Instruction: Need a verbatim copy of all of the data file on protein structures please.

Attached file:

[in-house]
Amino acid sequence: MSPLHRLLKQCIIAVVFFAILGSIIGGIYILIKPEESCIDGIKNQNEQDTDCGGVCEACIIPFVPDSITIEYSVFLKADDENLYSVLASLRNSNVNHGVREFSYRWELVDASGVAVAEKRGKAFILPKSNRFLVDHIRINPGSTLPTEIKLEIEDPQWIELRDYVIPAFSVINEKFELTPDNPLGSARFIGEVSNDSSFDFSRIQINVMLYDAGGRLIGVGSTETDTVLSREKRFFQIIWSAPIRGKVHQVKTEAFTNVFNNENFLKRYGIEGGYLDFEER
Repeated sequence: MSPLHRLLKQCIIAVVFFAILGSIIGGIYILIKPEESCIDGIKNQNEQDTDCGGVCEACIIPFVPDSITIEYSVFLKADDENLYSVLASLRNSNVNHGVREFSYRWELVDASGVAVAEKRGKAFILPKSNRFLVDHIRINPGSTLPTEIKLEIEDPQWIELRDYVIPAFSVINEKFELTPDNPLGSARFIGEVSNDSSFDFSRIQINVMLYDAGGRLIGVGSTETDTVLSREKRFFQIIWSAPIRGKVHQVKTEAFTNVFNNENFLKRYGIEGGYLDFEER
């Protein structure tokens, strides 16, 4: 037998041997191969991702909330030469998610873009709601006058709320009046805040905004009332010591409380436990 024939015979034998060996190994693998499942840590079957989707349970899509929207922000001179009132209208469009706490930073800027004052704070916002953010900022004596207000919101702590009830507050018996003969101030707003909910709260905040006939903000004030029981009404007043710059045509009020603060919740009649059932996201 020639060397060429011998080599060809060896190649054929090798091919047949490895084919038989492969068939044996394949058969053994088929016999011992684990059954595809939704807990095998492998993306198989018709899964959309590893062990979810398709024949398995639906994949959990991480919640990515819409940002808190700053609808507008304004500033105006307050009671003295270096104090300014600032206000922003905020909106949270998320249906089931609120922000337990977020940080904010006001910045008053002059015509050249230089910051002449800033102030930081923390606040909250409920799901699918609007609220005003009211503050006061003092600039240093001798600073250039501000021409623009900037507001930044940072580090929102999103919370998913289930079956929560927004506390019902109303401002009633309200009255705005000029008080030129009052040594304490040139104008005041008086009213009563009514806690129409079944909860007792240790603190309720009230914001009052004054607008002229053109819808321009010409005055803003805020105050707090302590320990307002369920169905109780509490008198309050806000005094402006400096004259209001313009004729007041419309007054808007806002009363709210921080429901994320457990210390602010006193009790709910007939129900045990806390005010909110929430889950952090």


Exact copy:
[in-house]
Amino acid sequence: MSPLHRLLKQCIIAVVFFAILGSIIGGIYILIKPEESCIDGIKNQNEQDTDCGGVCEACIIPFVPDSITIEYSVFLKADDENLYSVLASLRNSNVNHGVREFSYRWELVDASGVAVAEKRGKAFILPKSNRFLVDHIRINPGSTLPTEIKLEIEDPQWIELRDYVIPAFSVINEKFELTPDNPLGSARFIGEVSNDSSFDFSRIQINVMLYDAGGRLIGVGSTETDTVLSREKRFFQIIWSAPIRGKVHQVKTEAFTNVFNNENFLKRYGIEGGYLDFEER
Repeated sequence: MSPLHRLLKQCIIAVVFFAILGSIIGGIYILIKPEESCIDGIKNQNEQDTDCGGVCEACIIPFVPDSITIEYSVFLKADDENLYSVLASLRNSNVNHGVREFSYRWELVDASGVAVAEKRGKAFILPKSNRFLVDHIRINPGSTLPTEIKLEIEDPQWIELRDYVIPAFSVINEKFELTPDNPLGSARFIGEVSNDSSFDFSRIQINVMLYDAGGRLIGVGSTETDTVLSREKRFFQIIWSAPIRGKVHQVKTEAFTNVFNNENFLKRYGIEGGYLDFEER
């Protein structure tokens, strides 16, 4: 037998041997191969991702909330030469998610873009709601006058709320009046805040905004009332010591409380436990 024939015979034998060996190994693998499942840590079957989707349970899509929207922000001179009132209208469009706490930073800027004052704070916002953010900022004596207000919101702590009830507050018996003969101030707003909910709260905040006939903000004030029981009404007043710059045509009020603060919740009649059932996201 020639060397060429011998080599060809060896190649054929090798091919047949490895084919038989492969068939044996394949058969053994088929016999011992684990059954595809939704807990095998492998993306198989018709899964959309590893062990979810398709024949398995639906994949959990991480919640990515819409940002808190700053609808507008304004500033105006307050009671003295270096104090300014600032206000922003905020909106949270998320249906089931609120922000337990977020940080904010006001910045008053002059015509050249230089910051002449800033102030930081923390606040909250409920799901699918609007609220005003009211503050006061003092600039240093001798600073250039501000021409623009900037507001930044940072580090929102999103919370998913289930079956929560927004506390019902109303401002009633309200009255705005000029008080030129009052040594304490040139104008005041008086009213009563009514806690129409079944909860007792240790603190309720009230914001009052004054607008002229053109819808321009010409005055803003805020105050707090302590320990307002369920169905109780509490008198309050806000005094402006400096004259209001313009004729007041419309007054808007806002009363709210921080429901994320457990210390602010006193009790709910007939129900045990806390005010909110929430889950952090």